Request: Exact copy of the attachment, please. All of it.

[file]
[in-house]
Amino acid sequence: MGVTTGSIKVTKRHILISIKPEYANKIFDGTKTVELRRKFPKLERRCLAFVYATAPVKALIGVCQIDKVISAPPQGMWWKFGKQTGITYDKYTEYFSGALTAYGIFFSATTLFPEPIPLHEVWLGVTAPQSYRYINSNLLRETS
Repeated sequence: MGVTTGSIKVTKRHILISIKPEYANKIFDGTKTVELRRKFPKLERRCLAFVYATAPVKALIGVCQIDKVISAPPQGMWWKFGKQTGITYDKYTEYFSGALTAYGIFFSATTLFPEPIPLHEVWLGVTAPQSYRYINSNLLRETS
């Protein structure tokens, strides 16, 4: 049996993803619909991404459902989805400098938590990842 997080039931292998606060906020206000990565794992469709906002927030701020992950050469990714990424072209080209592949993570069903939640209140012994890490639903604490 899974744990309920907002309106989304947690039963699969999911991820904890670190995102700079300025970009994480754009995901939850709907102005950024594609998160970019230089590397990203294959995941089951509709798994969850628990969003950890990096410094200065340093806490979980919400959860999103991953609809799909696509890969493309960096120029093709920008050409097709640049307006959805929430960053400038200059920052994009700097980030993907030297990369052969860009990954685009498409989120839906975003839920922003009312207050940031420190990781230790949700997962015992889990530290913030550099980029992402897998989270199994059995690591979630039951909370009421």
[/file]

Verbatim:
[in-house]
Amino acid sequence: MGVTTGSIKVTKRHILISIKPEYANKIFDGTKTVELRRKFPKLERRCLAFVYATAPVKALIGVCQIDKVISAPPQGMWWKFGKQTGITYDKYTEYFSGALTAYGIFFSATTLFPEPIPLHEVWLGVTAPQSYRYINSNLLRETS
Repeated sequence: MGVTTGSIKVTKRHILISIKPEYANKIFDGTKTVELRRKFPKLERRCLAFVYATAPVKALIGVCQIDKVISAPPQGMWWKFGKQTGITYDKYTEYFSGALTAYGIFFSATTLFPEPIPLHEVWLGVTAPQSYRYINSNLLRETS
């Protein structure tokens, strides 16, 4: 049996993803619909991404459902989805400098938590990842 997080039931292998606060906020206000990565794992469709906002927030701020992950050469990714990424072209080209592949993570069903939640209140012994890490639903604490 899974744990309920907002309106989304947690039963699969999911991820904890670190995102700079300025970009994480754009995901939850709907102005950024594609998160970019230089590397990203294959995941089951509709798994969850628990969003950890990096410094200065340093806490979980919400959860999103991953609809799909696509890969493309960096120029093709920008050409097709640049307006959805929430960053400038200059920052994009700097980030993907030297990369052969860009990954685009498409989120839906975003839920922003009312207050940031420190990781230790949700997962015992889990530290913030550099980029992402897998989270199994059995690591979630039951909370009421």